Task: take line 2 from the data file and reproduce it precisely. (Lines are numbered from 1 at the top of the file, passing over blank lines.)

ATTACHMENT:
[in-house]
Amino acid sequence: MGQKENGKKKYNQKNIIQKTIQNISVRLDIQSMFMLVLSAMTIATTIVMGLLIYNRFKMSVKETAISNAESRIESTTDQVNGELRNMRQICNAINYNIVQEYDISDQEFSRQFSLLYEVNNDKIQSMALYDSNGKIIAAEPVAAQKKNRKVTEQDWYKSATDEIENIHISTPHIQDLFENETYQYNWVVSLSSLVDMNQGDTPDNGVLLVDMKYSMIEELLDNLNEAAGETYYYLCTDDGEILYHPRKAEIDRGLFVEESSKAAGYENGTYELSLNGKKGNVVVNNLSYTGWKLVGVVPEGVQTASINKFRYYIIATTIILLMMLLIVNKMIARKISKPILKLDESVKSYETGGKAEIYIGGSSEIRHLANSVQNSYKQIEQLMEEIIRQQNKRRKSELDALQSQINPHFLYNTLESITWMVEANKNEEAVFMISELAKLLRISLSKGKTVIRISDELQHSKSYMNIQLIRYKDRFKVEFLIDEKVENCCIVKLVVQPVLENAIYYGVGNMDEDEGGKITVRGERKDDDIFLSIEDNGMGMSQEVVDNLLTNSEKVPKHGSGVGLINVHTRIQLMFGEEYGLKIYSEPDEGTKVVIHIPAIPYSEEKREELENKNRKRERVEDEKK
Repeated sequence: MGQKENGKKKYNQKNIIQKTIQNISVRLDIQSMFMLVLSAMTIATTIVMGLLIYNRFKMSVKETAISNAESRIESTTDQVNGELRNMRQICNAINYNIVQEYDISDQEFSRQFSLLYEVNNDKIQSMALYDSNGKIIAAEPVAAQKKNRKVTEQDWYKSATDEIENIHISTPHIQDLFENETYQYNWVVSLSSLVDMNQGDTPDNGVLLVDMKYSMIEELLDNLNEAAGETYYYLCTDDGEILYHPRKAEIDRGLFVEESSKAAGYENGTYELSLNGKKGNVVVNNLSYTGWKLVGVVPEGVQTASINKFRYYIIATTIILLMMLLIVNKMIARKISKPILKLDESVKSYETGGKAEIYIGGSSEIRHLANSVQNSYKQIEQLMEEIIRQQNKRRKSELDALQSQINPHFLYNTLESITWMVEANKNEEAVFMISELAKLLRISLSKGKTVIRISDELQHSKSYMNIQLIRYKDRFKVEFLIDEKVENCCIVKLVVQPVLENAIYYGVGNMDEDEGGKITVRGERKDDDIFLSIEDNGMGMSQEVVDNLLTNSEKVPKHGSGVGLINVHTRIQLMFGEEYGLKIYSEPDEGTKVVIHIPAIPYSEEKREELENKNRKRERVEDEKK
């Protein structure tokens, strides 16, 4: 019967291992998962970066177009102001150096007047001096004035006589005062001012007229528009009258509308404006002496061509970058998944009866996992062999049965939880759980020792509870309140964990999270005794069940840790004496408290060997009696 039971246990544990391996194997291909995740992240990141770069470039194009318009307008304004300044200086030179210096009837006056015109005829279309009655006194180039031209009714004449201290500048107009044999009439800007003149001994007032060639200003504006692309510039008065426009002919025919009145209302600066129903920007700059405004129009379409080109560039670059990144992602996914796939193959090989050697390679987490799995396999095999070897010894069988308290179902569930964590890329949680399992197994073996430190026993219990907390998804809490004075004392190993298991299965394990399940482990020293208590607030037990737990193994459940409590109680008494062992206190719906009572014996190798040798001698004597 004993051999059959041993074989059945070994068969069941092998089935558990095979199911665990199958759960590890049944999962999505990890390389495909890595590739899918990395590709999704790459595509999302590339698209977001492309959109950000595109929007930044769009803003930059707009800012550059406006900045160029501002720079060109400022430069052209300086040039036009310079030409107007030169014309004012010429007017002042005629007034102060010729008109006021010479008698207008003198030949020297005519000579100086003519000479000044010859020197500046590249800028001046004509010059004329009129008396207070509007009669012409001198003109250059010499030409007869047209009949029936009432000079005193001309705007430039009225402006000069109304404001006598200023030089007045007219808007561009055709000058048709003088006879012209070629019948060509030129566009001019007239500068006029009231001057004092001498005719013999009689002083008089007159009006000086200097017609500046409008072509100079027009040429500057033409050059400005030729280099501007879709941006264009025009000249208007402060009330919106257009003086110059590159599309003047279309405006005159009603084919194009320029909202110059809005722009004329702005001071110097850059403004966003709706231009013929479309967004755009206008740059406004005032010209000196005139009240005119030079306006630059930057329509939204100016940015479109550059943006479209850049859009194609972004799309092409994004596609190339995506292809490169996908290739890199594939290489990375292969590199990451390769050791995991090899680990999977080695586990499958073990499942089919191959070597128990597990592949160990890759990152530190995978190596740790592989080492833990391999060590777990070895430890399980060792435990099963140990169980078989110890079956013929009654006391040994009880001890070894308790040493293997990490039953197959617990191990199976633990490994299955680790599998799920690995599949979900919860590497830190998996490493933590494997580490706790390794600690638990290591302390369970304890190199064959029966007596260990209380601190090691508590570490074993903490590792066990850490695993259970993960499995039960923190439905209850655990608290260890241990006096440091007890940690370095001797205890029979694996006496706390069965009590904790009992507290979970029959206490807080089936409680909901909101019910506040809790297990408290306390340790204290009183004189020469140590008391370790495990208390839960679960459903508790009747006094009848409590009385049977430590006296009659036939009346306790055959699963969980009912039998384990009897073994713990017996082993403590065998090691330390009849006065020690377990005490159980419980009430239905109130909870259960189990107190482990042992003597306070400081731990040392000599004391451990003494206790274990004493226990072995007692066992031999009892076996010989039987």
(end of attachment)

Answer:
Amino acid sequence: MGQKENGKKKYNQKNIIQKTIQNISVRLDIQSMFMLVLSAMTIATTIVMGLLIYNRFKMSVKETAISNAESRIESTTDQVNGELRNMRQICNAINYNIVQEYDISDQEFSRQFSLLYEVNNDKIQSMALYDSNGKIIAAEPVAAQKKNRKVTEQDWYKSATDEIENIHISTPHIQDLFENETYQYNWVVSLSSLVDMNQGDTPDNGVLLVDMKYSMIEELLDNLNEAAGETYYYLCTDDGEILYHPRKAEIDRGLFVEESSKAAGYENGTYELSLNGKKGNVVVNNLSYTGWKLVGVVPEGVQTASINKFRYYIIATTIILLMMLLIVNKMIARKISKPILKLDESVKSYETGGKAEIYIGGSSEIRHLANSVQNSYKQIEQLMEEIIRQQNKRRKSELDALQSQINPHFLYNTLESITWMVEANKNEEAVFMISELAKLLRISLSKGKTVIRISDELQHSKSYMNIQLIRYKDRFKVEFLIDEKVENCCIVKLVVQPVLENAIYYGVGNMDEDEGGKITVRGERKDDDIFLSIEDNGMGMSQEVVDNLLTNSEKVPKHGSGVGLINVHTRIQLMFGEEYGLKIYSEPDEGTKVVIHIPAIPYSEEKREELENKNRKRERVEDEKK